Actually, for individual purposes, it's quite easy to create your own character with unicode. There is a range of several thousand code points set aside for private use in the BMP, and over a hundred thousand outside the BMP, so you can just decide you're going to use codepoint E001 for your new character and then create a font that has a picture of the character you want for codepoint E001. Anyone with your font installed who gets unicode text containing your new codepoint will see that codepoint as your new character. So, for personal or limited use, such a system makes it quite easy to create new characters. For widespread use however, it would take more work to get widespread agreement and widespread usage of the new font. New characters do keep getting added to the Unicode standard however (although these are not 'new' characters, rather they are rare characters that didn't make it into earlier versions of the standard and are being slowly added).

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Mark Yong
imron wrote:

It's not just the encoding, it's also the font. If the font doesn't have the character then it still wont display.

That’s pretty much the problem I used to face regularly, when trying to input rare and non-standard characters (the latter normally being ones found in non-Mandarin dialects). To fix that problem, I have installed three of (what I have found to be) the most comprehensive set of fonts, i.e.

1. HanNom (Sets A and B)

2. SimSun Founder Extended

3. TW-Kai

The TW-Kai font set is not as comprehensive as (1) and (2), but I like it for its aesthetic appearance - it is the font normally used in Chinese wedding invitation cards. (1) alone probably contains all the characters in (2) and (3) plus more.

However, that still does not solve the problem of how to input the characters (having the font means you can display it, but inputting it is a totally different matter). So, I normally end up going to the Unihan website, and searching for the character (by radical and residual stroke count). That normally does the trick for me.

Actually, I did have an experience of having to manually-create a character. A friend of mine asked for assistance in drafting the text for his wedding invitation card. The snag was, his given name has a rare character: 木+强 (it’s actually a variant of 弶). And generating a new code for it would not have worked, as the draft softcopy would eventually have had to go to the printing company, who would undoubtedly use the TW-Kai font (it does not have the character - I checked). So, I had to manually-create it as a standalone JPEG by merging 木 with 强, plus some sideways ‘compressing’ to get the proportions right.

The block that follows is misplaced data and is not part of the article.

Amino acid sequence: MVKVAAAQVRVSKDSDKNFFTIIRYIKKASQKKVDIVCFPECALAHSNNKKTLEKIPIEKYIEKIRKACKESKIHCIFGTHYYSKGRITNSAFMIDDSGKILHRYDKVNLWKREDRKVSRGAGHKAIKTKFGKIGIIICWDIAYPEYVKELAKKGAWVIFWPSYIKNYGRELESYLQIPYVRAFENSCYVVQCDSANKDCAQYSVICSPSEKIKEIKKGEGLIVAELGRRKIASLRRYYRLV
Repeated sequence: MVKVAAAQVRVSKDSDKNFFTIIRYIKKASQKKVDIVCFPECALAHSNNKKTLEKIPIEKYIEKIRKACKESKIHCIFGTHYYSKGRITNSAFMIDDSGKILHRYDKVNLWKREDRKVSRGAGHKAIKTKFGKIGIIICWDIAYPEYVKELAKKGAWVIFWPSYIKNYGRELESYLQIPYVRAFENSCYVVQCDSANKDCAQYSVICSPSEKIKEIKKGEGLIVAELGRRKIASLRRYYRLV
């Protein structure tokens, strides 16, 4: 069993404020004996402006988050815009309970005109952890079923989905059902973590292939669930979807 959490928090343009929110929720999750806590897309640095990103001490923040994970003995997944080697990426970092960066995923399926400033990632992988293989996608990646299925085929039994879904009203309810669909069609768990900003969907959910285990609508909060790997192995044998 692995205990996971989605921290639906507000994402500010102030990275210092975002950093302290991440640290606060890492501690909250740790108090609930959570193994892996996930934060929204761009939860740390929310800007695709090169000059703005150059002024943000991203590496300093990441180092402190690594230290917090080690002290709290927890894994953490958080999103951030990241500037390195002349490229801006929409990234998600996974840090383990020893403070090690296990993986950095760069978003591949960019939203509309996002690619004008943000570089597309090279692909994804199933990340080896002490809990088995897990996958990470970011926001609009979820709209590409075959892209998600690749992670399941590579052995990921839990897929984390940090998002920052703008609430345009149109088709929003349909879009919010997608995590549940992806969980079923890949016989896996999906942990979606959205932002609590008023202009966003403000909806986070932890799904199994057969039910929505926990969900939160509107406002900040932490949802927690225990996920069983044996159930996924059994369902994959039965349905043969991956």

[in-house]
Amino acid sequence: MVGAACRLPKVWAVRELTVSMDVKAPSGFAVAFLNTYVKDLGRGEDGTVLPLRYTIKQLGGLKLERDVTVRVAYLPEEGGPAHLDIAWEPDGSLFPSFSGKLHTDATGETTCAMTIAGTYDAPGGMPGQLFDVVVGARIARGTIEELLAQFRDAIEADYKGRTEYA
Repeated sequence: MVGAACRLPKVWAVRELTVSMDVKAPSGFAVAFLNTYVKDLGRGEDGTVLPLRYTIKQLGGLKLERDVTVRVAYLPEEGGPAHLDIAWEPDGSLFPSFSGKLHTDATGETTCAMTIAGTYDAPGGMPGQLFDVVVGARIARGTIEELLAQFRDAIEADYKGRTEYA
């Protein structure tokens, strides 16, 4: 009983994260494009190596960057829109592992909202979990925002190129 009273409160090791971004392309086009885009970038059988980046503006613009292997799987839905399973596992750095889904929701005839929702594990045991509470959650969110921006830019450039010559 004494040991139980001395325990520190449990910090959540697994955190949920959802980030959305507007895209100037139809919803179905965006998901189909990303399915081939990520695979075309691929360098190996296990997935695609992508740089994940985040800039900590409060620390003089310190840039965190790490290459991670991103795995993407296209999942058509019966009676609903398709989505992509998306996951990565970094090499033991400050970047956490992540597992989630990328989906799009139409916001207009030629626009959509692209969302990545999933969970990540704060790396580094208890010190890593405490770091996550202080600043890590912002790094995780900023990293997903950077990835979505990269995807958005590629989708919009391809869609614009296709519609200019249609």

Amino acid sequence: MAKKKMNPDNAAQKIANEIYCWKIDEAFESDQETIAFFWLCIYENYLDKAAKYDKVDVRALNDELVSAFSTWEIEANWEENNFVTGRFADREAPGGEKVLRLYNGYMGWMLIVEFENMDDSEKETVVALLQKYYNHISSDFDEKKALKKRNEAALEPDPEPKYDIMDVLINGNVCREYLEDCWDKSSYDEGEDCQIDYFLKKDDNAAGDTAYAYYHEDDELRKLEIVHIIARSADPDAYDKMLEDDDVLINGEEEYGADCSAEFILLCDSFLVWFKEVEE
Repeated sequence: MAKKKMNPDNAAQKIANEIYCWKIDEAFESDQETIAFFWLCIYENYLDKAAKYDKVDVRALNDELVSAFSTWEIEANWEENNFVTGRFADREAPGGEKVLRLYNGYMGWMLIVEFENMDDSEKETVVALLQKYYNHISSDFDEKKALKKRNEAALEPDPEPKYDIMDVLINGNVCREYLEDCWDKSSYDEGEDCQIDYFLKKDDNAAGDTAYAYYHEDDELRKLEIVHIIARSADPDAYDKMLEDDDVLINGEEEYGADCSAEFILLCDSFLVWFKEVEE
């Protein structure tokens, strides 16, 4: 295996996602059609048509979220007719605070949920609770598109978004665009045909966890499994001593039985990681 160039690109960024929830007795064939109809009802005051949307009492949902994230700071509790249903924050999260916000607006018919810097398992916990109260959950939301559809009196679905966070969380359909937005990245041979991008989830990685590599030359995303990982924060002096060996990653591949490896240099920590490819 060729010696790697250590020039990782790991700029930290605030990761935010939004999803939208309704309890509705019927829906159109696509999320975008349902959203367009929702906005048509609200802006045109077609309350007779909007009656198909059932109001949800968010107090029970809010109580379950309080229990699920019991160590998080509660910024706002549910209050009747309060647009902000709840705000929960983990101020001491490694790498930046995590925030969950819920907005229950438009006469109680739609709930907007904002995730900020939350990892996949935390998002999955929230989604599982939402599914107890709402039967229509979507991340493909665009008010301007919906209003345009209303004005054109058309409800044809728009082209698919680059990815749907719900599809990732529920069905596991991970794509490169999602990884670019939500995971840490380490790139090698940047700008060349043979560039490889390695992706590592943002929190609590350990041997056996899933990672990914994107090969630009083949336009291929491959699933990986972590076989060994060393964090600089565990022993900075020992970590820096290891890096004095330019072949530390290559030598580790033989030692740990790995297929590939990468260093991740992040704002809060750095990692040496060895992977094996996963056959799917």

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imron
However, that still does not solve the problem of how to input the characters

Most modern IMEs allow you to define an input sequence that maps to a given codepoint. For example, if you invent a new character that you give the codepoint E001 and want to pronounce 'xin', then you can go to the settings of your IME and configure it so that E001 is one of the choices for the input sequence of xin. Shape based IMEs also allow this functionality.

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Takeshi

Sorry for bumping this thread but some new characters created here in Guangzhou are simplified-looking versions of HK's Cantonese characters. I have never seen any Guangzhou native write in Cantonese by hand, and when most write on the computer or cellphone extremely ad-hoc characters would be used, but some Cantonese textbooks I have use these characters. Most cannot be written on a computer.

Looking through my textbook (今日粤语), here are the first couple of characters that pop out:

口+个 (From 嗰)

扌+罗 (From 攞)

口+系 (From 喺)

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Shelley

I understand that the characters for concave and convex were "created" recently.

凸 tu convex

凹 ao concave

These look like the concept being described, i like them for their simplicity and information given.

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Shelley

I don't have any referances, only what my first chinese teacher told me. i did say in my original post that i wasn't sure. I said i understand.......

It does seem to be older, but i think the point is that it was created specifically for 2 concepts. Most characters seem to have developed and been adapted, these were created from scratch for these concepts. i am not sure of any others that are like this....but i am probably wrong:)

Thanks for the info.

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skylee

This word stands for "lift" (ie elevator) -> �� / Lift%28word%29.JPG(if you can't see it, it is (車立) combined as one character). In HK the pronunciation is lip1 (Cantonese). I think it is quite good, combining the meaning of standing in a car and also the similarity in pronunciation.